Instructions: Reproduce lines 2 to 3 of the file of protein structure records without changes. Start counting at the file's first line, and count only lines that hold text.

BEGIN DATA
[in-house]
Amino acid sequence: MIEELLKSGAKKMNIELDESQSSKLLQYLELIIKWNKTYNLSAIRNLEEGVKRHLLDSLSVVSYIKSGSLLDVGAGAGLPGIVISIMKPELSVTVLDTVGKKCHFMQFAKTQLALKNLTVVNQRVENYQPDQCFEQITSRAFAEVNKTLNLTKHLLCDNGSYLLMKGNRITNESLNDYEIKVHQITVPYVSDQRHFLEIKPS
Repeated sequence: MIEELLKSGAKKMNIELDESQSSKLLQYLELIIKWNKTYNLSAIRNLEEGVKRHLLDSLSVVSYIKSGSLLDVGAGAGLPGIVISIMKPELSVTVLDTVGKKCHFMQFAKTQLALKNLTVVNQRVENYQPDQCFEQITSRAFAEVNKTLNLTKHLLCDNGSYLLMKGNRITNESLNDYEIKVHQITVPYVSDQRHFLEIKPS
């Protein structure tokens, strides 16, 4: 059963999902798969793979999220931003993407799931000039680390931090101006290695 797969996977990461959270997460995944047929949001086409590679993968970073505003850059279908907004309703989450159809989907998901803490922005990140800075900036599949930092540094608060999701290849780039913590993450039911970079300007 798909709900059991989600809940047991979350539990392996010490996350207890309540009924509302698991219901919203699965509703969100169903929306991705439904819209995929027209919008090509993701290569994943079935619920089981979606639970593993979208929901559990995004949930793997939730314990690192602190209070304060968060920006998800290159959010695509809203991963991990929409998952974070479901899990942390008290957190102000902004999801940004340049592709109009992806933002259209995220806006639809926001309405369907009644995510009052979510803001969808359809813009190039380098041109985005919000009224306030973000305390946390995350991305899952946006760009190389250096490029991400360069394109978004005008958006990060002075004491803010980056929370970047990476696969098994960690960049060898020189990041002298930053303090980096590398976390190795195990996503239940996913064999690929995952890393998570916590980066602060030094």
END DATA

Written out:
Amino acid sequence: MIEELLKSGAKKMNIELDESQSSKLLQYLELIIKWNKTYNLSAIRNLEEGVKRHLLDSLSVVSYIKSGSLLDVGAGAGLPGIVISIMKPELSVTVLDTVGKKCHFMQFAKTQLALKNLTVVNQRVENYQPDQCFEQITSRAFAEVNKTLNLTKHLLCDNGSYLLMKGNRITNESLNDYEIKVHQITVPYVSDQRHFLEIKPS
Repeated sequence: MIEELLKSGAKKMNIELDESQSSKLLQYLELIIKWNKTYNLSAIRNLEEGVKRHLLDSLSVVSYIKSGSLLDVGAGAGLPGIVISIMKPELSVTVLDTVGKKCHFMQFAKTQLALKNLTVVNQRVENYQPDQCFEQITSRAFAEVNKTLNLTKHLLCDNGSYLLMKGNRITNESLNDYEIKVHQITVPYVSDQRHFLEIKPS